Note: You may use the
divisible_by
function from above, but not thecontainsmultiple?
function, and you may not define any new helper functions. 
(4 points) An association list is a list of pairs that represents a mapping from key to value. Each pair of key and value is represented by a cons cell, with the key in the
car
and the value in thecdr
. For example, the association list:(list (cons 2 3) (cons 5 1) (cons "mountain" #t))
maps the key
2
to the value3
, the key5
to the value1
, and the key"mountain"
to the value#t
.Using
find
, define a functionlookup
that takes a keyk
and an association listas
and returns:#f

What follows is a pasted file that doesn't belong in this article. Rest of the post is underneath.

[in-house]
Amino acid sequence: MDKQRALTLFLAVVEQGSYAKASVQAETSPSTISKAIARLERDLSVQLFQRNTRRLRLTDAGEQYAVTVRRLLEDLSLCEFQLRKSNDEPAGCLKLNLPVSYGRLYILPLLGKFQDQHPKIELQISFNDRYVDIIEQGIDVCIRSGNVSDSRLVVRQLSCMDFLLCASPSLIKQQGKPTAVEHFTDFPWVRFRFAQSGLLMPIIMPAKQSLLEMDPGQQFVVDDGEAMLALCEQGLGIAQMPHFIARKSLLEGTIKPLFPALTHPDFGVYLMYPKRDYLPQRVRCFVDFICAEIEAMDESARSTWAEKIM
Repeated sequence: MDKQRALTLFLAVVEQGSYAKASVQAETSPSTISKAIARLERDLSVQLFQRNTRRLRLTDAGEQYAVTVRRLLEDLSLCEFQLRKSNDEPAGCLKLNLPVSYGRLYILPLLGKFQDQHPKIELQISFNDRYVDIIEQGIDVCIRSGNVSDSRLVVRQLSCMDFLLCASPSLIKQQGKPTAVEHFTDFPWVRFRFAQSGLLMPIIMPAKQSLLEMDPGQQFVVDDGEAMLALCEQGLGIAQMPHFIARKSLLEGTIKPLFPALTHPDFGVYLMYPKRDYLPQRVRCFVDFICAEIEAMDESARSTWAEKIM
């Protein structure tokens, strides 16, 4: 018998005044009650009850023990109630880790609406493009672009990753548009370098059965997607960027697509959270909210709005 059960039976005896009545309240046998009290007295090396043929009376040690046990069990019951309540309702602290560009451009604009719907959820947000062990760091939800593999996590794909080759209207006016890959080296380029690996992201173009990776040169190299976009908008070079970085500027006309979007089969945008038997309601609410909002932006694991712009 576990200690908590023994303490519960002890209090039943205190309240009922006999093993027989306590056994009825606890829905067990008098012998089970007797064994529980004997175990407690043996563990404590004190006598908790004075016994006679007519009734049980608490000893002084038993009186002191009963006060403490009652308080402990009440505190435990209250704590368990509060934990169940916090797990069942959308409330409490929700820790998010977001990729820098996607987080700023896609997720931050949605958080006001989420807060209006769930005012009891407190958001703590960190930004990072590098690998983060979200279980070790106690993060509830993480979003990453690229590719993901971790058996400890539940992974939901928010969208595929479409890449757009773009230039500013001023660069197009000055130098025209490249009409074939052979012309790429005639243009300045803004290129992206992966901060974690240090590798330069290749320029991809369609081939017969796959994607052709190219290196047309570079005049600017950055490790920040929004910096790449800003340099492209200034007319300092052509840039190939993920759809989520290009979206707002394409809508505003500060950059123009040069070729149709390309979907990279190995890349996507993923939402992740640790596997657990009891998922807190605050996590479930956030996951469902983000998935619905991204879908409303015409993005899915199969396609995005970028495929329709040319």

if no mapping with keyk
was not found in the list; and a cons cell whose
car
isk
and whosecdr
is the corresponding value for the shallowest mapping ofk
in the association list.
For example:
> (lookup 1 (list (cons 2 3) (cons 5 1) (cons "mountain" #t))) #f > (lookup 5 (list (cons 2 3) (cons 5 1) (cons "mountain" #t))) '(5 . 1) > (lookup 5 (list (cons 2 3) (cons 5 1) (cons 5 "river"))) '(5 . 1) > (lookup (list 3 5) (list (cons (list 3 5) 2) (cons 5 1))) '((3 5) . 2)
Note: Use
equal?
to test for equality of keys. This will support keys more interesting than just simple values. 
(5 points) Using
forall?
andzip
, define a functionsorted?
that determines if a list of numbersns
is in sorted order from low to high.> (sorted? (list 7 4 2 5 4 6)) #f > (sorted? (list 2 3 3 5 6 7)) #t > (sorted? (list 2)) #t > (sorted? (list)) #t
Note: You will need to have a special case for the empty list.

(3 points) It is possible to define alternative versions of
forall?
andexists?
in terms offoldr